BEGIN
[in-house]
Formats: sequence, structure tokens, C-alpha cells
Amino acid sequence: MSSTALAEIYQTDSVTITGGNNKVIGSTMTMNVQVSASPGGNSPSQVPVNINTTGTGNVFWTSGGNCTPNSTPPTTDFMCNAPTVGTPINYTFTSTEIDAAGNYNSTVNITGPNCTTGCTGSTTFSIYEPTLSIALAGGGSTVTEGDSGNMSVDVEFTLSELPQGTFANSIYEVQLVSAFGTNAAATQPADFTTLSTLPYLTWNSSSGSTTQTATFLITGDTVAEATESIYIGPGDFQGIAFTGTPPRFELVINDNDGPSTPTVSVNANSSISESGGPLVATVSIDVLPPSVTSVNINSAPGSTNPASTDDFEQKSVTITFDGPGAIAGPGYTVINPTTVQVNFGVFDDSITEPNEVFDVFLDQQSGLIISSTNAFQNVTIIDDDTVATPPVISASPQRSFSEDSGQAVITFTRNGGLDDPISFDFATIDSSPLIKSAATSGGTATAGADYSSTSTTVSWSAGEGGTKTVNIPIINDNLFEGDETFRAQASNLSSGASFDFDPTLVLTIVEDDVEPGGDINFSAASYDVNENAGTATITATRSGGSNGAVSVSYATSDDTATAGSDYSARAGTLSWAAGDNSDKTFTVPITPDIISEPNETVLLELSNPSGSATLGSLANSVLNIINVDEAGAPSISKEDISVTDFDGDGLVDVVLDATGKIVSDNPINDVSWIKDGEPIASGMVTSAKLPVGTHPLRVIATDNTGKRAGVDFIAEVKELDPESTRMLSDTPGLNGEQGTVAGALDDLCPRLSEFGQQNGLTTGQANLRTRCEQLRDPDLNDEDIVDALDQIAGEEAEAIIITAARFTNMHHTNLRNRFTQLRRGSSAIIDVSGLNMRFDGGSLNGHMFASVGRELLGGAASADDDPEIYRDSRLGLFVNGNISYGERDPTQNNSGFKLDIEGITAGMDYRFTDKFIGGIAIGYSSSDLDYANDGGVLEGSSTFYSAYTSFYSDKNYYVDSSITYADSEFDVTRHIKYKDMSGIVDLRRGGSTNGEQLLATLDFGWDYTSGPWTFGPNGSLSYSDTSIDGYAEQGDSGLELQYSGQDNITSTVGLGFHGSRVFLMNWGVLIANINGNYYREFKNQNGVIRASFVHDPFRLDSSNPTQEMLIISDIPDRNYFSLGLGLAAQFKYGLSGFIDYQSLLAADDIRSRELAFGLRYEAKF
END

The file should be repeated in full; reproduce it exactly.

[in-house]
Formats: sequence, structure tokens, C-alpha cells
Amino acid sequence: MSSTALAEIYQTDSVTITGGNNKVIGSTMTMNVQVSASPGGNSPSQVPVNINTTGTGNVFWTSGGNCTPNSTPPTTDFMCNAPTVGTPINYTFTSTEIDAAGNYNSTVNITGPNCTTGCTGSTTFSIYEPTLSIALAGGGSTVTEGDSGNMSVDVEFTLSELPQGTFANSIYEVQLVSAFGTNAAATQPADFTTLSTLPYLTWNSSSGSTTQTATFLITGDTVAEATESIYIGPGDFQGIAFTGTPPRFELVINDNDGPSTPTVSVNANSSISESGGPLVATVSIDVLPPSVTSVNINSAPGSTNPASTDDFEQKSVTITFDGPGAIAGPGYTVINPTTVQVNFGVFDDSITEPNEVFDVFLDQQSGLIISSTNAFQNVTIIDDDTVATPPVISASPQRSFSEDSGQAVITFTRNGGLDDPISFDFATIDSSPLIKSAATSGGTATAGADYSSTSTTVSWSAGEGGTKTVNIPIINDNLFEGDETFRAQASNLSSGASFDFDPTLVLTIVEDDVEPGGDINFSAASYDVNENAGTATITATRSGGSNGAVSVSYATSDDTATAGSDYSARAGTLSWAAGDNSDKTFTVPITPDIISEPNETVLLELSNPSGSATLGSLANSVLNIINVDEAGAPSISKEDISVTDFDGDGLVDVVLDATGKIVSDNPINDVSWIKDGEPIASGMVTSAKLPVGTHPLRVIATDNTGKRAGVDFIAEVKELDPESTRMLSDTPGLNGEQGTVAGALDDLCPRLSEFGQQNGLTTGQANLRTRCEQLRDPDLNDEDIVDALDQIAGEEAEAIIITAARFTNMHHTNLRNRFTQLRRGSSAIIDVSGLNMRFDGGSLNGHMFASVGRELLGGAASADDDPEIYRDSRLGLFVNGNISYGERDPTQNNSGFKLDIEGITAGMDYRFTDKFIGGIAIGYSSSDLDYANDGGVLEGSSTFYSAYTSFYSDKNYYVDSSITYADSEFDVTRHIKYKDMSGIVDLRRGGSTNGEQLLATLDFGWDYTSGPWTFGPNGSLSYSDTSIDGYAEQGDSGLELQYSGQDNITSTVGLGFHGSRVFLMNWGVLIANINGNYYREFKNQNGVIRASFVHDPFRLDSSNPTQEMLIISDIPDRNYFSLGLGLAAQFKYGLSGFIDYQSLLAADDIRSRELAFGLRYEAKF